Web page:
The chances of being caught up in a terrorist attack are small, however, tragic events in countries such as France, Tunisia and Egypt have made some people concerned about foreign travel.
Many holidaymakers will take out travel insurance but won’t check the small print to see if their policy covers terrorism or their plans being disrupted by it.
For those travelling to high-risk or unstable countries for business, charity work or adventure tourism there are specialist policies with terrorism cover included and benefits that are not available from mainstream travel insurance.
Specialist travel insurance with terrorism cover
Travel insurance is not just for tourists. Thousands of journalists, charity workers, engineers and government employees travel to dangerous countries that have a higher risk of terrorism and they need insurance that goes beyond a standard travel policy.
Battleface online quote
The choices are more limited but there are places you can go to get off-the-shelf cover for travel to conflict zones, challenging areas or remote locations. Battleface has an online quote form for Individual Travel Medical Expenses Insurance, which it says is not a comprehensive travel insurance policy. But it does offer war and terrorism cover, medical evacuation, cover for hospitalisation and emergency reunion.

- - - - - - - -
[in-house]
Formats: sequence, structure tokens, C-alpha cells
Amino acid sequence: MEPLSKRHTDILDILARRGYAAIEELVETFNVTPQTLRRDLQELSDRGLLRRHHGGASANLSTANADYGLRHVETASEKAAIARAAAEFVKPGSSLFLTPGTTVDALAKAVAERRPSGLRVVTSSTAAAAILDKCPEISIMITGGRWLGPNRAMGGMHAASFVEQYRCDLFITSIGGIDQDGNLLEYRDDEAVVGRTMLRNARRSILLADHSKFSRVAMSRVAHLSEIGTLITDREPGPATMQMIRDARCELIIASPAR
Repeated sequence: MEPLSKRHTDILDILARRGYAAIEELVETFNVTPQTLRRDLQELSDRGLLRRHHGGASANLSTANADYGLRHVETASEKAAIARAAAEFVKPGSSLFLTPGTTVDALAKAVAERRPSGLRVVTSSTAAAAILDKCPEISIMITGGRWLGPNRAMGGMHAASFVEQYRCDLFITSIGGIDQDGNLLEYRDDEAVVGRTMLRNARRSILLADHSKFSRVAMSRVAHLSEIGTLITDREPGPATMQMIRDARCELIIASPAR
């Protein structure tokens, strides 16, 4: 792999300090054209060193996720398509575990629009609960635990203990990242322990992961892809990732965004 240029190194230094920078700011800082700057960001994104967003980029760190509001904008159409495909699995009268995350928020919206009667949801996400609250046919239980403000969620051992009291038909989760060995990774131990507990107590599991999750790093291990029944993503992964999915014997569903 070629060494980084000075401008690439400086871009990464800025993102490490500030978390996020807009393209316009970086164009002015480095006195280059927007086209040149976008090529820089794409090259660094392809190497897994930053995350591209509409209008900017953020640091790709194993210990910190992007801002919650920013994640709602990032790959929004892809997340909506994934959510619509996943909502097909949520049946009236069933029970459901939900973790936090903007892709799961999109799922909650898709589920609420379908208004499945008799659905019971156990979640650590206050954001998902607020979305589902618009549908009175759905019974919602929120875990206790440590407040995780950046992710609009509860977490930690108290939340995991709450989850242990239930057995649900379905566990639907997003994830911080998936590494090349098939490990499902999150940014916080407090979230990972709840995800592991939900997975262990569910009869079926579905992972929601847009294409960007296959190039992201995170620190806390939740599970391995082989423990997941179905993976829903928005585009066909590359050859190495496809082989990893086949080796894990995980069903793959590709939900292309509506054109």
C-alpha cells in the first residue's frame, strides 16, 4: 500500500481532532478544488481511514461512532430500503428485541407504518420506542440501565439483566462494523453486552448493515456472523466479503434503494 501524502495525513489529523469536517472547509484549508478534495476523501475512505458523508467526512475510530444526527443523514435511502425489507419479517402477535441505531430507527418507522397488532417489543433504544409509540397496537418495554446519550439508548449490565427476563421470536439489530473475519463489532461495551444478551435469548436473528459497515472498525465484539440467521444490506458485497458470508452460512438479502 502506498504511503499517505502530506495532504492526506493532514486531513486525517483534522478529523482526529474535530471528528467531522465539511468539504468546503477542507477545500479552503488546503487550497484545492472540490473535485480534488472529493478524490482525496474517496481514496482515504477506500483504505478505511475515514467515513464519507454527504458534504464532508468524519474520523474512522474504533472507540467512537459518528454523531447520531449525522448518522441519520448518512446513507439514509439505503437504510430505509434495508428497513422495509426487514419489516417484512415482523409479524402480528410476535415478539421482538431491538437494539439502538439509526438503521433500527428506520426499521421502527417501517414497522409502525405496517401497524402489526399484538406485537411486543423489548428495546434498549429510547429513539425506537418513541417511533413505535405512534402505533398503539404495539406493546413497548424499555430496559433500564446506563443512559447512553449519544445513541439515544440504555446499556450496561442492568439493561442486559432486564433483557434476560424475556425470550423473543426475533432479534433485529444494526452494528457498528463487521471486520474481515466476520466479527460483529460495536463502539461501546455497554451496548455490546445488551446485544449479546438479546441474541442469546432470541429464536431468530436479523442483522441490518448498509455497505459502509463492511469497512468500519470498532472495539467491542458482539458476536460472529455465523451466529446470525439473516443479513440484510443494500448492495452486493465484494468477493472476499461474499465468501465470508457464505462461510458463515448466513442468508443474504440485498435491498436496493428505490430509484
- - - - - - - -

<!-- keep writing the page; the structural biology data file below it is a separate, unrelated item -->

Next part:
Those are the headline features, it also says it can organise political evacuation, it will negotiate with kidnappers and in the event of blackmail and extortion it says: “If someone’s putting the squeeze on you, Battleface can help squeeze back.”
Importantly, it covers travel to areas where the Foreign & Commonwealth Office (FCO) has advised against visiting, which standard tourist travel insurance will not do. Although Battleface does not cover trips to the USA.
Despite the machismo it does appear to provide accessible specialist cover and the testimonials on its site suggest it can deal with a range of issues. Here's one from a UK citizen: “Whilst travelling to Libya I needed to see an English-speaking doctor for my shoulder pain. I contacted Battleface and spoke with Seham, who right away arranged for the doctor to see me and arranged for appointments.”
Prices will vary depending on factors such as your age and where you are travelling. But an online quote for a 29-year-old travelling to Iraq for two weeks with £175,600 of medical cover and a £176 excess was £73.05.
You can get a Battleface quote here:
You can fill in a full quote and buy a policy from Battleface here.